The Hayward Gallery

AA July 1968
40 years ago, the Hayward Gallery opened and completed the trilogy that is the South Bank Arts Centre. The reception was almost universally poor. The Guardian of 17th July stated that “architecturally it is an expression neither of use nor site, that it is made of a material that was, years ago, proved odious in our climate.” The AJ reviewed it on 10th July 1968, reporting that “it has that secretive and repelling character that one associates with top security research establishments”. The review goes downhill from there.

In order to look good, Brutalism needs deeply contrasting, sun-drenched, hard-shadowed, well-composed, preferably black and white photography that depicts the concrete’s precise textural image of the formwork negative. The Hayward Gallery is a particularly striking example of this. It has almost no windows and is designed to control the internal light artificially to mimic an overcast sky. In other words, it demands sunshine on the outside and clouds on the inside.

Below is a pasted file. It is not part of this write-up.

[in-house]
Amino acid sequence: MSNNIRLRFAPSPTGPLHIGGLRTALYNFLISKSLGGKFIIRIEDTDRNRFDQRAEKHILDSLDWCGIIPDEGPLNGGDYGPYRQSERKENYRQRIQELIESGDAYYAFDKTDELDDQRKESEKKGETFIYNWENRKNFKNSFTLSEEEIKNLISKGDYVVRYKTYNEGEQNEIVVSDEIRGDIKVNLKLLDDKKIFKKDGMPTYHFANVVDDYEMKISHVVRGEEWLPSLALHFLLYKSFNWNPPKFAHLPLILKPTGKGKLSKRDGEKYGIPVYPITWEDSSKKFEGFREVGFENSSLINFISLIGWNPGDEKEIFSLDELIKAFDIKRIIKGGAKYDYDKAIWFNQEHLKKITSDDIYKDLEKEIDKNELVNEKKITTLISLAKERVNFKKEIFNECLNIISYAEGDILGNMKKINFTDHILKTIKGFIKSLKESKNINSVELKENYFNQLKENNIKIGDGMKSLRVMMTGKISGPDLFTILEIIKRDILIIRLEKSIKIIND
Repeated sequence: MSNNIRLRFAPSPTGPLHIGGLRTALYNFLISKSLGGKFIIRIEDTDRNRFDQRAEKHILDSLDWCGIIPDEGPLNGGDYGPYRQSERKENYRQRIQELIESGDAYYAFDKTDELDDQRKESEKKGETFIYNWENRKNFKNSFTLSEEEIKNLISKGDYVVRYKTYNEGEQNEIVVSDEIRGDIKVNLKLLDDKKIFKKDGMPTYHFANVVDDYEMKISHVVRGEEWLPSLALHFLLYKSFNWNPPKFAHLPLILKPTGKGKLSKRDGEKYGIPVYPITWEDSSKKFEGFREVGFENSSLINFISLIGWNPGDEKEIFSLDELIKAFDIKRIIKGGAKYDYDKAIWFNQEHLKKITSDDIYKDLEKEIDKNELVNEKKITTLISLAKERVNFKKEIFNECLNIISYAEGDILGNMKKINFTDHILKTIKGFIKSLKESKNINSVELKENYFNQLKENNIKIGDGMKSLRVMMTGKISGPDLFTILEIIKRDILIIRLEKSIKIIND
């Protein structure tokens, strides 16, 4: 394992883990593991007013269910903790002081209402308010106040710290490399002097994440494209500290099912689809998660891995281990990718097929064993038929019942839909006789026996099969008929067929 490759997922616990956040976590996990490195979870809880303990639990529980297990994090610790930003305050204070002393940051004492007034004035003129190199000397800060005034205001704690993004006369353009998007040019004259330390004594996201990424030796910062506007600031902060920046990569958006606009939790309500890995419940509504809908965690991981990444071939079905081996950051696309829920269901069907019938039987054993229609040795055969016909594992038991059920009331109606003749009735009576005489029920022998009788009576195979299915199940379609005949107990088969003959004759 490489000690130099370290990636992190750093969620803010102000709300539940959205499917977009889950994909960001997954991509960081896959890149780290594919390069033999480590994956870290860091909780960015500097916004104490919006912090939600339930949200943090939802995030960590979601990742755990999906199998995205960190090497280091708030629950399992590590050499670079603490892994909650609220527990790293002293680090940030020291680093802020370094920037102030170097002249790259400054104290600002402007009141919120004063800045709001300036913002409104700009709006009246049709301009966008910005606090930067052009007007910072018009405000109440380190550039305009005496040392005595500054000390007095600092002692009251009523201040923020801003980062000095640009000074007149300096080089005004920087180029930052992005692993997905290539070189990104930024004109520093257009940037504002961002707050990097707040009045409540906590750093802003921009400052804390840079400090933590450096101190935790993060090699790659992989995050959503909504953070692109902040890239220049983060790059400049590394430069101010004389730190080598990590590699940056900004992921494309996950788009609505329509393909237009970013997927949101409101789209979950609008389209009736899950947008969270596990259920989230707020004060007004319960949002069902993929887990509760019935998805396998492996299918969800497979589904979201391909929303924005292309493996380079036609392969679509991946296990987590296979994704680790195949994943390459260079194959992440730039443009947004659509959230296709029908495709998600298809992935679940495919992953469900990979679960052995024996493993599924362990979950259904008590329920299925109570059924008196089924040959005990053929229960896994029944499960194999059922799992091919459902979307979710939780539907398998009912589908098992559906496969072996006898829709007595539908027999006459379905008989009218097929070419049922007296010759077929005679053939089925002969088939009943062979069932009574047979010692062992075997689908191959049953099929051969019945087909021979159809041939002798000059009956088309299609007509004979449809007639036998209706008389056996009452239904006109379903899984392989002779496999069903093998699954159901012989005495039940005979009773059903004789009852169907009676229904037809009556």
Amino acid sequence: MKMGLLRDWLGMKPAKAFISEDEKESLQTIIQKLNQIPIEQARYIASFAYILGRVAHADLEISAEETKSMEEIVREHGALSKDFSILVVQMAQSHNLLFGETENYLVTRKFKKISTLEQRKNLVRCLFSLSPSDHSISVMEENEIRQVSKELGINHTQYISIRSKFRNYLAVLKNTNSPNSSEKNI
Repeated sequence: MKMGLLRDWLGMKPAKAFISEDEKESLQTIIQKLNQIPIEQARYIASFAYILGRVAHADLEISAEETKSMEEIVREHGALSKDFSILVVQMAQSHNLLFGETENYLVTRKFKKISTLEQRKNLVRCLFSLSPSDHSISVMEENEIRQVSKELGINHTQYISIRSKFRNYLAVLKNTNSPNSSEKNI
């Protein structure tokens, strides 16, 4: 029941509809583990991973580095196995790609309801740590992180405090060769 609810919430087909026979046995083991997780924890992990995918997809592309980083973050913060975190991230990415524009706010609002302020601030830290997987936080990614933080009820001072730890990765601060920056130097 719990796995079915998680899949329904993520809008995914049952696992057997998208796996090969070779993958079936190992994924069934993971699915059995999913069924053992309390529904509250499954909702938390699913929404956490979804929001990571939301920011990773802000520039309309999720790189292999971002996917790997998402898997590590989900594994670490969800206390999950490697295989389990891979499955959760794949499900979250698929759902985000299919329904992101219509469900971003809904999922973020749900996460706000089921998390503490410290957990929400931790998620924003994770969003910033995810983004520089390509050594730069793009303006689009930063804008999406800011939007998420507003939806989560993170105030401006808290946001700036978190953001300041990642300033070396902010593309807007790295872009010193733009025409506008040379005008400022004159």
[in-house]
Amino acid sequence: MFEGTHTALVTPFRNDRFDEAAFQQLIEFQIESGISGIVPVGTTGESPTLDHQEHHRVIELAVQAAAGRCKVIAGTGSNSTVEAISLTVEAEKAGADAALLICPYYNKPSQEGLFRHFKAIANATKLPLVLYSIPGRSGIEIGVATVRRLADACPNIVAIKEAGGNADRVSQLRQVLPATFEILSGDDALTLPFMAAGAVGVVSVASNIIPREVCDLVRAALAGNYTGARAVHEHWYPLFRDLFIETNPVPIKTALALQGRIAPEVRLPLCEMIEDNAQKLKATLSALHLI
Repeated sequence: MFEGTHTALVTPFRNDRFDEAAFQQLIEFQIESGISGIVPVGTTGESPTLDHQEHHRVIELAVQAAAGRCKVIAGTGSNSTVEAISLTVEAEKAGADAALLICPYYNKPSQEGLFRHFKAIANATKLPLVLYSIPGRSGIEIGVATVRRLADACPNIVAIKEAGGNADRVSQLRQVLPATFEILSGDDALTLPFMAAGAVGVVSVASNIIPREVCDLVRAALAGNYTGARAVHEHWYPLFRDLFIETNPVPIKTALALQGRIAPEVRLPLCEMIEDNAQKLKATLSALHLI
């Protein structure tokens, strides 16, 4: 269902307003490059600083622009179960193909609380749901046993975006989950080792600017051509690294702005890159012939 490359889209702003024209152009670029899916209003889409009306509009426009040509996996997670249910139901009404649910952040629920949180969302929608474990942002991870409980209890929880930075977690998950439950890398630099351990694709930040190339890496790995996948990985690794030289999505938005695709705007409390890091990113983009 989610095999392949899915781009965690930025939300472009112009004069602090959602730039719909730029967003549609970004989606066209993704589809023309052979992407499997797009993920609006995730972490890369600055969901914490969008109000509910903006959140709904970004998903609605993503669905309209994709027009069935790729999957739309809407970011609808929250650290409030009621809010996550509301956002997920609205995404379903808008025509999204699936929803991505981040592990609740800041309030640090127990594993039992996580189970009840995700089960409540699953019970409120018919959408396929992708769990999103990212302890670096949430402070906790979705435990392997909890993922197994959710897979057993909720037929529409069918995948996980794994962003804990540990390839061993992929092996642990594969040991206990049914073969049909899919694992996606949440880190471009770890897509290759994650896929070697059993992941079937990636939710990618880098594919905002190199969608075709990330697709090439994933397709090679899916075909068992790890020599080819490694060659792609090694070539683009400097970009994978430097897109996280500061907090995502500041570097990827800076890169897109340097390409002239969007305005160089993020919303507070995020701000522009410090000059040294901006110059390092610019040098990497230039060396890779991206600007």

AA July 1968 p.70

The AJ’s photographs are as flat as the review. On 3rd February 1971, the AJ did a follow-up piece in order to show that not only did the Hayward look terrible, but it didn’t work either. The photographs are even less complimentary with litter, graffiti, rain-soaked concrete and every-day people doing every-day things.

AA July 1968 p.71
Infinitely more stylish, however, is Architecture d’Aujourd’hui’s coverage, in issue number 135 that incidentally also featured the ill-fated Gateshead and Cumbernauld shopping centres. The comment is short and descriptive, but the photographs appear emphatic, dramatic and cinematic. The architecture becomes the backdrop to an episode of The Avengers where well-tailored silhouettes with sunglasses and attaché briefcases drag their long shadows reluctantly across the warm summer plaza to an evening rendez-vous. 

The English may have invented the “-ism”, but we should look to the French for the “béton brut”.

AJ February 1971 p.57
AJ February 1971 p.245
AJ February 1971 p.253


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